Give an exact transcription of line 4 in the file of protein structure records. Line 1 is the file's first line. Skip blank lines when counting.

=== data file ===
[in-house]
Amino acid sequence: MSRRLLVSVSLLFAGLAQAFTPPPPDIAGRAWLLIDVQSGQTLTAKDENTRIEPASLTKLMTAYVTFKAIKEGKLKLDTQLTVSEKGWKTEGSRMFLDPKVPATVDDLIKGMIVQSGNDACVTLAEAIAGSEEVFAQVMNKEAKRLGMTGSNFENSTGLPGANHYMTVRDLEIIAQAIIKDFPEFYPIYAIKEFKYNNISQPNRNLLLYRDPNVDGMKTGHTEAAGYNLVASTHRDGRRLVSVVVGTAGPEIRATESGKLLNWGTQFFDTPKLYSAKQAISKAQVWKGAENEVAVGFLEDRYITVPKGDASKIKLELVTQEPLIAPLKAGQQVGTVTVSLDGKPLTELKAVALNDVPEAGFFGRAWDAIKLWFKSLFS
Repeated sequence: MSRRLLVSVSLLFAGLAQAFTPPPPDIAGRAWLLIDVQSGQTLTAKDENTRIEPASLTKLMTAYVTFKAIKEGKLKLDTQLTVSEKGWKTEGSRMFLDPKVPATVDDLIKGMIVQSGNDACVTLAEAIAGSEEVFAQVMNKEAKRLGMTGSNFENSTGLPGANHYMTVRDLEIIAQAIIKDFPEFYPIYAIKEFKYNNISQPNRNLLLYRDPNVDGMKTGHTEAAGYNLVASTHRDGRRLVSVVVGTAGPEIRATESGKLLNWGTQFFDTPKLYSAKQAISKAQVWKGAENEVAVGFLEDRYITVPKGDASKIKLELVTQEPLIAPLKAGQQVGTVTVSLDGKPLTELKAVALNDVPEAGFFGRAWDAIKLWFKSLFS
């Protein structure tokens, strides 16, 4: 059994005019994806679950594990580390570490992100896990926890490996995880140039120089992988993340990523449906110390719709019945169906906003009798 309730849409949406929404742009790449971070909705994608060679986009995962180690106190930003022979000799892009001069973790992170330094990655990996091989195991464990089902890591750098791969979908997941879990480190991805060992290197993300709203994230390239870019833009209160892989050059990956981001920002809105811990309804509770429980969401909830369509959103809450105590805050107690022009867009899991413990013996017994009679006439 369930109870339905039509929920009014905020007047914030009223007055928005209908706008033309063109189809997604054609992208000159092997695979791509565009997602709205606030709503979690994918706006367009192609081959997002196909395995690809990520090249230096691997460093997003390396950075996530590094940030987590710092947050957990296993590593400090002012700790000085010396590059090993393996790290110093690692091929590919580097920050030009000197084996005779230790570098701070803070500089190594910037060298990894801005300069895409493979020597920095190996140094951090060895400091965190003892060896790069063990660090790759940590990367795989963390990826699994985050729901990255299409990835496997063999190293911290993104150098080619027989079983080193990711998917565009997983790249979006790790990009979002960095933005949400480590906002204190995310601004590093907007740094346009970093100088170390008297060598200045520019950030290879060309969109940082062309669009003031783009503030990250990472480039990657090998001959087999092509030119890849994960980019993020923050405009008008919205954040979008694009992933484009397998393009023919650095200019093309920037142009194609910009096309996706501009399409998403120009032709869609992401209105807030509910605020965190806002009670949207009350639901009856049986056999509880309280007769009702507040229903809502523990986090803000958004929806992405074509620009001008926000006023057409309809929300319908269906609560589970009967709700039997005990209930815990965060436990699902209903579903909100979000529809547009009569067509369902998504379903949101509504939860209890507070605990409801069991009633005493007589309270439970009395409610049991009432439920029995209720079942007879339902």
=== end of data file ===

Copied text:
């Protein structure tokens, strides 16, 4: 059994005019994806679950594990580390570490992100896990926890490996995880140039120089992988993340990523449906110390719709019945169906906003009798 309730849409949406929404742009790449971070909705994608060679986009995962180690106190930003022979000799892009001069973790992170330094990655990996091989195991464990089902890591750098791969979908997941879990480190991805060992290197993300709203994230390239870019833009209160892989050059990956981001920002809105811990309804509770429980969401909830369509959103809450105590805050107690022009867009899991413990013996017994009679006439 369930109870339905039509929920009014905020007047914030009223007055928005209908706008033309063109189809997604054609992208000159092997695979791509565009997602709205606030709503979690994918706006367009192609081959997002196909395995690809990520090249230096691997460093997003390396950075996530590094940030987590710092947050957990296993590593400090002012700790000085010396590059090993393996790290110093690692091929590919580097920050030009000197084996005779230790570098701070803070500089190594910037060298990894801005300069895409493979020597920095190996140094951090060895400091965190003892060896790069063990660090790759940590990367795989963390990826699994985050729901990255299409990835496997063999190293911290993104150098080619027989079983080193990711998917565009997983790249979006790790990009979002960095933005949400480590906002204190995310601004590093907007740094346009970093100088170390008297060598200045520019950030290879060309969109940082062309669009003031783009503030990250990472480039990657090998001959087999092509030119890849994960980019993020923050405009008008919205954040979008694009992933484009397998393009023919650095200019093309920037142009194609910009096309996706501009399409998403120009032709869609992401209105807030509910605020965190806002009670949207009350639901009856049986056999509880309280007769009702507040229903809502523990986090803000958004929806992405074509620009001008926000006023057409309809929300319908269906609560589970009967709700039997005990209930815990965060436990699902209903579903909100979000529809547009009569067509369902998504379903949101509504939860209890507070605990409801069991009633005493007589309270439970009395409610049991009432439920029995209720079942007879339902």